As a member of the International Artistic Team, Siobhan works closely with Global Creative Director Sacha Mascolo-Tarbuck to release annual collections that set the blueprint for the year’s most requested cuts and colours in salon. It’s a highly charged, creative role that requires her to bring fresh ideas to the table every season. So how does she stay inspired? ‘The biggest thing is social media. It’s major in how you predict things, how you see what’s relevant, what’s working and what’s not.’ It’s a process that requires tremendous foresight and good gut instinct. ‘We predict trends that are emerging but that are going to stay important for the next few months; that are going to be really punchy in October when we launch, but that we then soften for spring.’
According to Siobhan, this year saw a shift in how these new trends have emerged. ‘In the past the main influences have always been art, fashion, music, culture – this year it felt like the major inspiration was the models themselves – they are the ones setting the trends.’ Siobhan goes on to name colour chameleon Chloe Nørgaard as a personal favourite, ‘She’s got such a strong identity, she’s super-cool.’ Despite her knack for knowing what’s next, Siobhan is refreshingly enthusiastic about the future. ‘We’re constantly moving forward. There’s always something new coming up. Everything is continuously evolving, so it’s exciting to be part of it.’ Here are the trends to aspire to in the months ahead.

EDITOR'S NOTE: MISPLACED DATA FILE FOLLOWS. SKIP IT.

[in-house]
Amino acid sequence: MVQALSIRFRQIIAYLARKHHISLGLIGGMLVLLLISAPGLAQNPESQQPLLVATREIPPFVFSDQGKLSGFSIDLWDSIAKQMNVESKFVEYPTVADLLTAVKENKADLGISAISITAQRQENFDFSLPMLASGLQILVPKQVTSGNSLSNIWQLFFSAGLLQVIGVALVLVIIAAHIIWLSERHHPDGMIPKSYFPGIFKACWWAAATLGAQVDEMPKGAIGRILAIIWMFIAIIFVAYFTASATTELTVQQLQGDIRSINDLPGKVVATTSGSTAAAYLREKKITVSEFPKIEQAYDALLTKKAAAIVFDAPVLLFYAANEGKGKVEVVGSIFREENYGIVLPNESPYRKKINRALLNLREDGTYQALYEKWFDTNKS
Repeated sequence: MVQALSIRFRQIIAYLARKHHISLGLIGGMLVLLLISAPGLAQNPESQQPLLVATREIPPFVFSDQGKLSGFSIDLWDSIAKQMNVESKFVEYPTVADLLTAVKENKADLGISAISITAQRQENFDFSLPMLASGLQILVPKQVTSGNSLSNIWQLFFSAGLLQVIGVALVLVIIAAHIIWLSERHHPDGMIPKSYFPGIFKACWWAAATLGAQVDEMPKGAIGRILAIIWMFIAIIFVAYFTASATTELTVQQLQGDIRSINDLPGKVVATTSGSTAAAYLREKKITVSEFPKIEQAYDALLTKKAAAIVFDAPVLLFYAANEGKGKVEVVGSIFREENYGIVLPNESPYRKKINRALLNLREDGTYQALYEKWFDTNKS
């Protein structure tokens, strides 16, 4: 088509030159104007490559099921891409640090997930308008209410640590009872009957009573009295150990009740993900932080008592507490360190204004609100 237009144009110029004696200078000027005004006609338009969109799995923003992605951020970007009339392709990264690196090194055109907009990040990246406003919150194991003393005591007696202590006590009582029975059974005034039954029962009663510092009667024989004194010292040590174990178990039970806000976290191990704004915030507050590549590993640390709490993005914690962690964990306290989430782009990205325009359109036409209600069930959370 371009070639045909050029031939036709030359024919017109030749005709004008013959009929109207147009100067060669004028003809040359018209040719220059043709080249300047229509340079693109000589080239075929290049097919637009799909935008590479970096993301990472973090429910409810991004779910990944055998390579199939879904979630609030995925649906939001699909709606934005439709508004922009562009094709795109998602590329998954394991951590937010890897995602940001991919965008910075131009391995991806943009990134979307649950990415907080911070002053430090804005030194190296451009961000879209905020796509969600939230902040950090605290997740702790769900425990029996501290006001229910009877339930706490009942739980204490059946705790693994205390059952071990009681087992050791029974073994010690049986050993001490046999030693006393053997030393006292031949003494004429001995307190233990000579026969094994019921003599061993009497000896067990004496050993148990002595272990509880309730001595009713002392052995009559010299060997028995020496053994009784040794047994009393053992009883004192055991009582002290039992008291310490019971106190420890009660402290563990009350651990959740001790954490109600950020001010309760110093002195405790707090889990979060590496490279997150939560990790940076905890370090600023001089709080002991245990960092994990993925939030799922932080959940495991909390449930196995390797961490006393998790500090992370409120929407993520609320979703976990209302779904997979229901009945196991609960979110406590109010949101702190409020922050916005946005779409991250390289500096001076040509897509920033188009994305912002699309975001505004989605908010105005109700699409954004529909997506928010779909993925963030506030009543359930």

siobhan’s 2016 trend predictions
shades of grey
After the all-singing, all-dancing rainbow hair trend, the gears have shifted back into neutral with grey. Violet, silver, platinum – grey comes in many guises but it’s one of the trickiest trends to nail. ‘Cool skin tones should go for ashen greys and warmer skin tones should try a violet based grey,’ says Siobhan. Hair must be stripped of any colour beforehand, so the entire process can take up to six months. Siobhan advises giving your technician a full breakdown of your hair’s treatment history. ‘It can mean the difference between a flat murky colour and a really vibrant juicy colour,’ she warns.